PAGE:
AA readers know better, of course, but you’re the special few. We surround ourselves — online and in person — with like-minded people committed to growing and preserving wealth.

But don’t get complacent — PLENTY of people in this world fall prey to the myth that “investing” is something old rich people do.

The media spoons-feeds us images of miserly rich people who casually buy companies and count their coins while scoffing at the “ordinary people” who work hard. What a bunch of baloney.

Being rich is the result of, not the prerequite to, investing.

If you’re not savvy enough to recognize that this depiction of investors is nothing more than a cartoonish stereotype, you’ll set yourself up for a lot of financial stress and heartache.

Fortunately, you read financial blogs and books. Then you act on what you read. That’s what sets you apart.

Being rich is not a prerequisite to investing. Rich is the result of investing.

I have to thank one of my AA readers for busting through this myth recently.

“I used to think I wasn’t rich enough to invest,” she told me, “until I began reading your blog.”

Dude. EVERYONE is rich enough to invest. Got $20 bucks? You can buy one single share of a Schwab or Vanguard exchange-traded fund. You can make the trade commission-free.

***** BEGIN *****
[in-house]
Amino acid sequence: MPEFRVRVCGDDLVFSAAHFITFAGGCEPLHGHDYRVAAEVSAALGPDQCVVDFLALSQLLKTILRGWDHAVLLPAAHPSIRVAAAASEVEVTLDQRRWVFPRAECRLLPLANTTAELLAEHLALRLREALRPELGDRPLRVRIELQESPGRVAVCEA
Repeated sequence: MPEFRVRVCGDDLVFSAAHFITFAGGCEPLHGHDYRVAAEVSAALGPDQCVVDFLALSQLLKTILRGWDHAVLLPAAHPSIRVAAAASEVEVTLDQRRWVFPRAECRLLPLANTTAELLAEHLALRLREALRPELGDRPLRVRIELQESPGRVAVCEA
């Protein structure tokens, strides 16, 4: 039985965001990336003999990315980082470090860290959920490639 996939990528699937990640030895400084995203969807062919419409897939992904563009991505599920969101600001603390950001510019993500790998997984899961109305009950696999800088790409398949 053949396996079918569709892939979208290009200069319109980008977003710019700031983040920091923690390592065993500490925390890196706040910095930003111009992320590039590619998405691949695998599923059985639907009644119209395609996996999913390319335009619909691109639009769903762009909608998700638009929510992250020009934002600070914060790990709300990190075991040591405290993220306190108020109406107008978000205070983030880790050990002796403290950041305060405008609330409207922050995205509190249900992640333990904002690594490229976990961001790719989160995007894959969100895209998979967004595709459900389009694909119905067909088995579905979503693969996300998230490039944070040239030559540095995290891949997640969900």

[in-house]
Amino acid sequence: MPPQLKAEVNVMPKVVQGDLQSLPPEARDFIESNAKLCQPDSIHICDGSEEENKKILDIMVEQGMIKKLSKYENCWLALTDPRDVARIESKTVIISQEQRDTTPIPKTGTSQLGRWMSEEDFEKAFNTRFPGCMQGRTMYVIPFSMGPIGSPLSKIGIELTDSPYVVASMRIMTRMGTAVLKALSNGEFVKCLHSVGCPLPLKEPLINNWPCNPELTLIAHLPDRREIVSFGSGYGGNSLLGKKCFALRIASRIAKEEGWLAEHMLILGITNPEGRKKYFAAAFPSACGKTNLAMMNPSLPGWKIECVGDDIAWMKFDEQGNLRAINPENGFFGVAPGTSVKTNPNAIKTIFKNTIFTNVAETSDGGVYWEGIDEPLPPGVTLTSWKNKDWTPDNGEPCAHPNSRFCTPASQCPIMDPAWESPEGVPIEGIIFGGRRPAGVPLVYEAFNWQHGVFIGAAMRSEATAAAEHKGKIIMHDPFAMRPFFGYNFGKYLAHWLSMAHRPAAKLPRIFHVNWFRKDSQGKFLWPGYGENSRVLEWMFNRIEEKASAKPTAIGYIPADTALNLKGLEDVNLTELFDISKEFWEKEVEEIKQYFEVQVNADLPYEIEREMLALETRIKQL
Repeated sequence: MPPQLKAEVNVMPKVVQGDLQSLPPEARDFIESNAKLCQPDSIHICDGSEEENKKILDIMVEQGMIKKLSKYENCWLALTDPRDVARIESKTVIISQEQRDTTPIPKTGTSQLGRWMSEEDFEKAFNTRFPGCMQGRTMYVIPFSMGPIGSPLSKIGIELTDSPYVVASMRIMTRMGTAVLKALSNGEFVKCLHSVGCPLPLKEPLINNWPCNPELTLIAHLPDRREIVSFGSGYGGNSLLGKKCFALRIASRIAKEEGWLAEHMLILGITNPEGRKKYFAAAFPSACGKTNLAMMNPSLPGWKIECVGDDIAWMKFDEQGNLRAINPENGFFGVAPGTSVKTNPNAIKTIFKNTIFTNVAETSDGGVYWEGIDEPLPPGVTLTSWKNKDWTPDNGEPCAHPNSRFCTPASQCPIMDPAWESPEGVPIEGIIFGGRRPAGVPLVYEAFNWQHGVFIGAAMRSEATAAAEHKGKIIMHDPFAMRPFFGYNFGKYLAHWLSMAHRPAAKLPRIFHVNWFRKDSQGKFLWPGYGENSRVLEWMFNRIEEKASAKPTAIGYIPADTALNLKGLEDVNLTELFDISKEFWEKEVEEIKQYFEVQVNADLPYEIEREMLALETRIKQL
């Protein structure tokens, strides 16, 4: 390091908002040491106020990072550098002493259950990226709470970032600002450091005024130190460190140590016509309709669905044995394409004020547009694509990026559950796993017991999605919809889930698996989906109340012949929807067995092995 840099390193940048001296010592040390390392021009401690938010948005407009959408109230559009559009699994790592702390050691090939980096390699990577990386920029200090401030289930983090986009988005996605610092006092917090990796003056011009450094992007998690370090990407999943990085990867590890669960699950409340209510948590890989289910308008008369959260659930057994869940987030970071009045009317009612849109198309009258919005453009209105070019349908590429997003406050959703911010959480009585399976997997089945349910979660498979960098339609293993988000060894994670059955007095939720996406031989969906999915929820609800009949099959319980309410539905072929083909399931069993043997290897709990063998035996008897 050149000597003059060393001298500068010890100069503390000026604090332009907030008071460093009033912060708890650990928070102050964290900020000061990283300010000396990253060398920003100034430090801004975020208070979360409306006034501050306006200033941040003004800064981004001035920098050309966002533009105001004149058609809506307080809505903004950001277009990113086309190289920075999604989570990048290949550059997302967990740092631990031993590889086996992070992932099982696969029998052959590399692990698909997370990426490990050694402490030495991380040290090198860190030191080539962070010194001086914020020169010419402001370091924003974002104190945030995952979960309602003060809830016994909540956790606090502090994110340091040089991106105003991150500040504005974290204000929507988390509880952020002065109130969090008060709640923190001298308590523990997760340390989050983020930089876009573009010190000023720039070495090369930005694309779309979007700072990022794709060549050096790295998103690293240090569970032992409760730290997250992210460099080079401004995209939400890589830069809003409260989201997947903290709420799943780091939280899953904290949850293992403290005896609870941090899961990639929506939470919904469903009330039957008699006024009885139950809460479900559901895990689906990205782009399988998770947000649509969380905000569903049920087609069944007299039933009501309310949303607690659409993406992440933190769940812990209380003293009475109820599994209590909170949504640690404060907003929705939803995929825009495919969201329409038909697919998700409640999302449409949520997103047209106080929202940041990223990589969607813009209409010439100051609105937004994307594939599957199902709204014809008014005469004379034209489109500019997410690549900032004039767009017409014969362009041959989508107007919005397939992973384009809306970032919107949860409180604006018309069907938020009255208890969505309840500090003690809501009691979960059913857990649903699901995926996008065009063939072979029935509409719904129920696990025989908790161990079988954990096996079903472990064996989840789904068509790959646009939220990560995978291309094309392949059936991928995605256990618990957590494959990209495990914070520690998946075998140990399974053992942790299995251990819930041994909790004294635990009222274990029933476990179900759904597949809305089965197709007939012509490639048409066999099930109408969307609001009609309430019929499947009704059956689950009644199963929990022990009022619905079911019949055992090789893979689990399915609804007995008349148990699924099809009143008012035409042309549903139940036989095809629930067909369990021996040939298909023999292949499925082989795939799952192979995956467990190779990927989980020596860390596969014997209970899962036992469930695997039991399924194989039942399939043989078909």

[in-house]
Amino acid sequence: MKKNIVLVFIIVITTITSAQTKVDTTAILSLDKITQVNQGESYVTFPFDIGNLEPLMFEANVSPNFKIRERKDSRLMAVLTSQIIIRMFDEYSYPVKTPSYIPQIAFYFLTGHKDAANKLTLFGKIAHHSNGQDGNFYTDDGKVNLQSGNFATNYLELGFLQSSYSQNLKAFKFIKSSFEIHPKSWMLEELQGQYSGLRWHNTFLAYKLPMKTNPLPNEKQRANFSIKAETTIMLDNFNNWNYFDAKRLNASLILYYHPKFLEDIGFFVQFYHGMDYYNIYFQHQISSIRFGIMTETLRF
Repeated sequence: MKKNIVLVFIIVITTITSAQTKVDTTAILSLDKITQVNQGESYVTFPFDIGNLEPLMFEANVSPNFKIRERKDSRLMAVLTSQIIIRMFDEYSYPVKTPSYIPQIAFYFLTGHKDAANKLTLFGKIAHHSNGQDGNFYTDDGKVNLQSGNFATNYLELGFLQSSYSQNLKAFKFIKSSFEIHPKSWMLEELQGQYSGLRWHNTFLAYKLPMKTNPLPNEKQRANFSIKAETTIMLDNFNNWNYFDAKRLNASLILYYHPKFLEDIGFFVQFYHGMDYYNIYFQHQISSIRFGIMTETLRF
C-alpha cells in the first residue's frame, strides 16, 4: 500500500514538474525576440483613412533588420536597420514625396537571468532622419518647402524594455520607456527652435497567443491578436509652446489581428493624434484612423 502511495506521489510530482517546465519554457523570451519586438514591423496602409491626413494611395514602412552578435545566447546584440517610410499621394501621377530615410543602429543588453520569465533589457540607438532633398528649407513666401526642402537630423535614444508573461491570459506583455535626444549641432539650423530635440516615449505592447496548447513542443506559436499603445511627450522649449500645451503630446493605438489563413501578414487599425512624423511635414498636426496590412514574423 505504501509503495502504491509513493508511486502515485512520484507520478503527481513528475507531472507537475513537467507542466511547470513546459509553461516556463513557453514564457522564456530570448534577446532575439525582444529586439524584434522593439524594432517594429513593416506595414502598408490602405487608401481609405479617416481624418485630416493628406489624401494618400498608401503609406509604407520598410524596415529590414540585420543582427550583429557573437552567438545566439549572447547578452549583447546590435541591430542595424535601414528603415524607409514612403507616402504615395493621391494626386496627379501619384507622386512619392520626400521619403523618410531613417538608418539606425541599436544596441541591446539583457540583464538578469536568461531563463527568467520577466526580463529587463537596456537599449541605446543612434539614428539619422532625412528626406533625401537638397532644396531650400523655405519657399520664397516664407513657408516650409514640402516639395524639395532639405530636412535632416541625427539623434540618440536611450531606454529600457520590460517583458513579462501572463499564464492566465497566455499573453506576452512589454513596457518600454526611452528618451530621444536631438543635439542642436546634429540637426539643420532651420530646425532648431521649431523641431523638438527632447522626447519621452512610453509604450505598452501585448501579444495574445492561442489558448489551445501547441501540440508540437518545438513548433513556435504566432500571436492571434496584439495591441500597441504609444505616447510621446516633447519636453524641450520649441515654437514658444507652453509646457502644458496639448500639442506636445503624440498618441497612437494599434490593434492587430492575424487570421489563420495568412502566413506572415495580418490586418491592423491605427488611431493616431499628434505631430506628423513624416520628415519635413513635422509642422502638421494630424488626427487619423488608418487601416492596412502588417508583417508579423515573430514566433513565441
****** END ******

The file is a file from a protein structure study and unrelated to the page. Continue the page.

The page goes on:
“But that’s just one share!”

It starts with one.

Book Review: The Millionaire Real Estate Investor

Is investing risky?

millionaire real estate investor

Maybe. The less you understand the investment, the riskier it is. Knowledge is the antidote to blind risk.

Unfortunately, many people write off investing altogether. They assume all investing is dangerous, and they don’t realize they can lower their risk by developing a strict set of criteria that guides their investing choices.

This notion – investing is risky, so I should avoid it – is one of five “MythUnderstandings” (myths + misunderstandings) that author Gary Keller, the founder of Keller Williams, describes in his book, The Millionaire Real Estate Investor.

Other MythUnderstandings?

Myth #1: Investing is Complicated
Truth: Investing is only as complicated as you make it. The more you learn about it, the less complex it seems.

To a kindergartener, fractions seem impossible. But they grasp numbers through increasingly complex stages – counting, adding, subtracting – until they’re ready for fractions.

Investing, Keller says, is the same. Jump straight into the advanced topics and you’ll quickly feel overwhelmed. Focus your time, learn the concepts that apply to your goals (and dismiss the ones that don’t), and you’ll be solid.

Myth #2: The Best Investments Demand Specialized Knowledge
Truth: The Best Investments Are in Whatever Arenas You Understand Most

There is no “best” industry to invest in. It doesn’t matter how great the past returns have been in widget-making. If you don’t understand widgets, avoid it. Stick to what you know.